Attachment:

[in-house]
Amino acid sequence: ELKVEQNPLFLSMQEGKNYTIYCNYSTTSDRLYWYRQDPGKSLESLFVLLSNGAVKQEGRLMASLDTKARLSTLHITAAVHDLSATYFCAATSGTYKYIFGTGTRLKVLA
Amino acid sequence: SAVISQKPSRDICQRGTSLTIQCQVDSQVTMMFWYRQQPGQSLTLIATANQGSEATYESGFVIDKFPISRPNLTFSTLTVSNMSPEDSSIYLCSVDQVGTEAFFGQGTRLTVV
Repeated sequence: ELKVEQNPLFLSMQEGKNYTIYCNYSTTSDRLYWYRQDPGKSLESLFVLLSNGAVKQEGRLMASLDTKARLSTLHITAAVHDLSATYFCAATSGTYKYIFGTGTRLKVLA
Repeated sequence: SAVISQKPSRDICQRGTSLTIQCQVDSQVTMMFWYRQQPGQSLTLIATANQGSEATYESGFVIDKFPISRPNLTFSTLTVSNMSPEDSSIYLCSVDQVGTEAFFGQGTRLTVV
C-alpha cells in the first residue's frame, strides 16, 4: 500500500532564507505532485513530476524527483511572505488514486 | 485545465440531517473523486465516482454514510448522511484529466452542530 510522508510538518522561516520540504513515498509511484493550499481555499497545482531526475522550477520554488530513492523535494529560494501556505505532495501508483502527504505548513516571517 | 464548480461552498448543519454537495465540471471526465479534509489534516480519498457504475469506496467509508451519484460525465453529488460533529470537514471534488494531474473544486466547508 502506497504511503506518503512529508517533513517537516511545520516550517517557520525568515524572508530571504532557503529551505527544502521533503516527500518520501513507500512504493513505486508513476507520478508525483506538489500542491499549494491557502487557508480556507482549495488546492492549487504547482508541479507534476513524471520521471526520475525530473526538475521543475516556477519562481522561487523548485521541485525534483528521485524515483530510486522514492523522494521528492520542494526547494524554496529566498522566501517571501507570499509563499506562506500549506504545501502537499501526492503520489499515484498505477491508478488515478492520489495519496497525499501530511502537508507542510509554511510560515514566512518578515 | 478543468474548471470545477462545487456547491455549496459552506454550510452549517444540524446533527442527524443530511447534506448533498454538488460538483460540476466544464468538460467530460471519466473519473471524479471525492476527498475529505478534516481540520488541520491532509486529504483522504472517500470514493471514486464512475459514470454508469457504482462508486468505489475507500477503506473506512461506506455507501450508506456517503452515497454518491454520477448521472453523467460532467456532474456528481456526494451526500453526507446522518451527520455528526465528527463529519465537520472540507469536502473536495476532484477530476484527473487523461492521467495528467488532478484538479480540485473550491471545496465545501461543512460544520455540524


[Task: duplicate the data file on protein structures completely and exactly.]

[in-house]
Amino acid sequence: ELKVEQNPLFLSMQEGKNYTIYCNYSTTSDRLYWYRQDPGKSLESLFVLLSNGAVKQEGRLMASLDTKARLSTLHITAAVHDLSATYFCAATSGTYKYIFGTGTRLKVLA
Amino acid sequence: SAVISQKPSRDICQRGTSLTIQCQVDSQVTMMFWYRQQPGQSLTLIATANQGSEATYESGFVIDKFPISRPNLTFSTLTVSNMSPEDSSIYLCSVDQVGTEAFFGQGTRLTVV
Repeated sequence: ELKVEQNPLFLSMQEGKNYTIYCNYSTTSDRLYWYRQDPGKSLESLFVLLSNGAVKQEGRLMASLDTKARLSTLHITAAVHDLSATYFCAATSGTYKYIFGTGTRLKVLA
Repeated sequence: SAVISQKPSRDICQRGTSLTIQCQVDSQVTMMFWYRQQPGQSLTLIATANQGSEATYESGFVIDKFPISRPNLTFSTLTVSNMSPEDSSIYLCSVDQVGTEAFFGQGTRLTVV
C-alpha cells in the first residue's frame, strides 16, 4: 500500500532564507505532485513530476524527483511572505488514486 | 485545465440531517473523486465516482454514510448522511484529466452542530 510522508510538518522561516520540504513515498509511484493550499481555499497545482531526475522550477520554488530513492523535494529560494501556505505532495501508483502527504505548513516571517 | 464548480461552498448543519454537495465540471471526465479534509489534516480519498457504475469506496467509508451519484460525465453529488460533529470537514471534488494531474473544486466547508 502506497504511503506518503512529508517533513517537516511545520516550517517557520525568515524572508530571504532557503529551505527544502521533503516527500518520501513507500512504493513505486508513476507520478508525483506538489500542491499549494491557502487557508480556507482549495488546492492549487504547482508541479507534476513524471520521471526520475525530473526538475521543475516556477519562481522561487523548485521541485525534483528521485524515483530510486522514492523522494521528492520542494526547494524554496529566498522566501517571501507570499509563499506562506500549506504545501502537499501526492503520489499515484498505477491508478488515478492520489495519496497525499501530511502537508507542510509554511510560515514566512518578515 | 478543468474548471470545477462545487456547491455549496459552506454550510452549517444540524446533527442527524443530511447534506448533498454538488460538483460540476466544464468538460467530460471519466473519473471524479471525492476527498475529505478534516481540520488541520491532509486529504483522504472517500470514493471514486464512475459514470454508469457504482462508486468505489475507500477503506473506512461506506455507501450508506456517503452515497454518491454520477448521472453523467460532467456532474456528481456526494451526500453526507446522518451527520455528526465528527463529519465537520472540507469536502473536495476532484477530476484527473487523461492521467495528467488532478484538479480540485473550491471545496465545501461543512460544520455540524